Are you still liable for HOA assessments during a foreclosure?

On Behalf of | Dec 28, 2021 | residential real estate | 0 comments

If your homeowner’s association decides to foreclose on your home because you have a significant outstanding balance on your HOA fees and assessments, you may assume that you are off the hook for the future financial liability of assessments. Unfortunately, you would assume wrong. According to the Homeowners Protection Bureau, LLC, the person or entity that owns a home has full responsibility for all assessments that come due during his, her or its time of ownership. This is the case regardless of how said person or entity acquired the property. It is also the case regardless of if the current owner abandons the property or if the HOA decides to suspend or waive fees. The bottom line is that you are legally obligated for any and all fees that come due until the title of your home transfers to another person or entity.

Joint and several liability for assessments on a foreclosed home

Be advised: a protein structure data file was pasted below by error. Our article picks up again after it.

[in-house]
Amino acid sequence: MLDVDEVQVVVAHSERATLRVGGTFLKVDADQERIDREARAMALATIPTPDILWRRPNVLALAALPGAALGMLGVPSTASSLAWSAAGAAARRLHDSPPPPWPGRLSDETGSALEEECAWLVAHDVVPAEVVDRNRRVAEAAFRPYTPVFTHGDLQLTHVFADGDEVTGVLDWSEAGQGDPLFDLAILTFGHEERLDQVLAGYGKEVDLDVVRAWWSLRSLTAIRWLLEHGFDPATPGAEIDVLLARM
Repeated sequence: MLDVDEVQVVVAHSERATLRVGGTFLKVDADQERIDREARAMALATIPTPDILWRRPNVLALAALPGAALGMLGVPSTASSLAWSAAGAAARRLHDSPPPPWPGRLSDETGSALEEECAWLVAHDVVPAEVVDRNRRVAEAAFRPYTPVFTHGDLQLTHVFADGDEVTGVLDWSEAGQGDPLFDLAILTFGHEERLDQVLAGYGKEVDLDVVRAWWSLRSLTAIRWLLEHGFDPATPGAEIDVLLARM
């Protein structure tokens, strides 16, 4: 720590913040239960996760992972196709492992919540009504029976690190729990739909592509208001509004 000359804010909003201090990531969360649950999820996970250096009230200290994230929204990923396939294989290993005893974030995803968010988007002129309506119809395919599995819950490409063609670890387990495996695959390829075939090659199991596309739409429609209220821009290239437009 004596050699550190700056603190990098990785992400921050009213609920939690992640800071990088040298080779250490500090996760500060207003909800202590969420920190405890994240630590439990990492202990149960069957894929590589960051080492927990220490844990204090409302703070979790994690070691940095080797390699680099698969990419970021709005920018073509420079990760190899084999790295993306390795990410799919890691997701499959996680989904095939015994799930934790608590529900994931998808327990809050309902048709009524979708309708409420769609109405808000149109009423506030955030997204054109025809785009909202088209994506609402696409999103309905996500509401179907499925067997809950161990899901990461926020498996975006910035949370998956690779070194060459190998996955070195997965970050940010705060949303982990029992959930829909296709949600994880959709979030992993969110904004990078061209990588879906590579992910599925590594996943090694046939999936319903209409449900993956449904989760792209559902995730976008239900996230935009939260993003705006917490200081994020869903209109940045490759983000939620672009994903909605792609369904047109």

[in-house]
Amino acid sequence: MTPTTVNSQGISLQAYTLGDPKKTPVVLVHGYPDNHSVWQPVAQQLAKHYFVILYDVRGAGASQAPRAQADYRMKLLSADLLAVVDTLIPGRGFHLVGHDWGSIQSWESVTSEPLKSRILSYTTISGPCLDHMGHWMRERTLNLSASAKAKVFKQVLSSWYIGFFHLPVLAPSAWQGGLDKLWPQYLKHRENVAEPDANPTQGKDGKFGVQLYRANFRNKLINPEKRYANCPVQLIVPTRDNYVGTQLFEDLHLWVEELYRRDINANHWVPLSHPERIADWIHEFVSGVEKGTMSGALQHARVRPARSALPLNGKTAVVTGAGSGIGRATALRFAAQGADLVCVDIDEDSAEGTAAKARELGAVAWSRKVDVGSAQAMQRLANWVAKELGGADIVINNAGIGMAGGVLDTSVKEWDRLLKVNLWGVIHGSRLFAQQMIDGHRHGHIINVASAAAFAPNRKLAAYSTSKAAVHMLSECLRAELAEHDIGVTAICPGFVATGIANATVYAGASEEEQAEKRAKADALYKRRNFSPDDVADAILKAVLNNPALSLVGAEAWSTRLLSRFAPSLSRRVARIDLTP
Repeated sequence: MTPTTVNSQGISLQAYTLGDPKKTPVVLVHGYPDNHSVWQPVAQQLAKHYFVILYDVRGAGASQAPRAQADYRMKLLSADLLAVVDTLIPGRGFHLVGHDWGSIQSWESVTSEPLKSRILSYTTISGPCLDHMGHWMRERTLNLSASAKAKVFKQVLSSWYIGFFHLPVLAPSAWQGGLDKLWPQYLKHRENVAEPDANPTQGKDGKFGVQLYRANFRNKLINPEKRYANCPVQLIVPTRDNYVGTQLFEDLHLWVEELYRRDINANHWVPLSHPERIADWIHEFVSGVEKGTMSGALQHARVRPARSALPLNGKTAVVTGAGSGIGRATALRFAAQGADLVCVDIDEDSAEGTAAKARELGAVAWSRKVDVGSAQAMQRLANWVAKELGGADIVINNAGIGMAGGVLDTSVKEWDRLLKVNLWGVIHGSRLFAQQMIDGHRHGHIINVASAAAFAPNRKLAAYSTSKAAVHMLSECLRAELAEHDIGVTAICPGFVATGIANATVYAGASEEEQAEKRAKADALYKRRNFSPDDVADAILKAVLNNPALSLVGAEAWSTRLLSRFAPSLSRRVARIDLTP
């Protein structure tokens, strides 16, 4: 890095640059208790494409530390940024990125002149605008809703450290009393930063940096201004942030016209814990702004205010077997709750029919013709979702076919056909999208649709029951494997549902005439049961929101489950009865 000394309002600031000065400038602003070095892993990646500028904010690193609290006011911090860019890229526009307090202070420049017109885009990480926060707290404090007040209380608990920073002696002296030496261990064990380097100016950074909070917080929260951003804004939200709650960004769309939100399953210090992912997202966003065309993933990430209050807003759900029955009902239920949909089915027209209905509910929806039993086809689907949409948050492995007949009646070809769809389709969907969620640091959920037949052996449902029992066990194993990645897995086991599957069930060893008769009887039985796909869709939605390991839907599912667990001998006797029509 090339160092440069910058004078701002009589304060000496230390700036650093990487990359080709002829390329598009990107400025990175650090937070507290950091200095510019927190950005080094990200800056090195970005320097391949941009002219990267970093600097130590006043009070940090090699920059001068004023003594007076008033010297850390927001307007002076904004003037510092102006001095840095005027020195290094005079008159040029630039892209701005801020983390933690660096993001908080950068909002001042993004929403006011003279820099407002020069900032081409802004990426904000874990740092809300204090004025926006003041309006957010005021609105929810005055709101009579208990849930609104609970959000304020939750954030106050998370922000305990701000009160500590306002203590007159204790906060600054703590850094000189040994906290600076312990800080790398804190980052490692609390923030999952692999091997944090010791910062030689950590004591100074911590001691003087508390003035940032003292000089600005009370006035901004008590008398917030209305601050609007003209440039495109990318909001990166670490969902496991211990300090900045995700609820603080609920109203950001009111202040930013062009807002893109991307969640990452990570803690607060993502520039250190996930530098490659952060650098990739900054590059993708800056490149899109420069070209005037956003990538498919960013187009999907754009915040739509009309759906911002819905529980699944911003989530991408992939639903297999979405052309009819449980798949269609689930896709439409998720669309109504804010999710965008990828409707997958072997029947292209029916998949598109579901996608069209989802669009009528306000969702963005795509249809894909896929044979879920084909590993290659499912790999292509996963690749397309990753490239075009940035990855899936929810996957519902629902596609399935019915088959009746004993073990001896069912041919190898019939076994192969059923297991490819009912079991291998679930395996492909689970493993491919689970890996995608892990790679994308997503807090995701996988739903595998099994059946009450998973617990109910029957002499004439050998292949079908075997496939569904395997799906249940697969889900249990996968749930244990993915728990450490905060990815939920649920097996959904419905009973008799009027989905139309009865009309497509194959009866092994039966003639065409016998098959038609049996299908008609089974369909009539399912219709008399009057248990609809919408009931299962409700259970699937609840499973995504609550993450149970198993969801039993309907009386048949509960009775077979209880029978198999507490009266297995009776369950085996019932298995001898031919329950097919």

In some cases, the purchaser of a foreclosed home may decide to pay the full amount due in order to clear the home’s title. However, if he or she does not, he or she assumes joint and several liability for all assessments that came due prior to the transfer once the transfer takes place. If the lender acquires the title through foreclosure, though, it is only liable for either 12 months’ worth of assessments or 1% of the mortgage amount, whichever is less.

What becomes of assessments once your home sells

If your home sells and the bank does not have to assume liability for your past due assessments, the HOA can apply the proceeds from your home toward your assessments. However, it can only do so if the proceeds are sufficient to pay off the existing mortgage. If the proceeds are enough to pay off the existing mortgage and your assessments, you are free of your legal liability to pay the assessments.

Unfortunately, your responsibility for past due HOA fees and assessments does not disappear once the foreclosure proceedings begin. This is just one example of why it is important to fully understand your rights and responsibilities.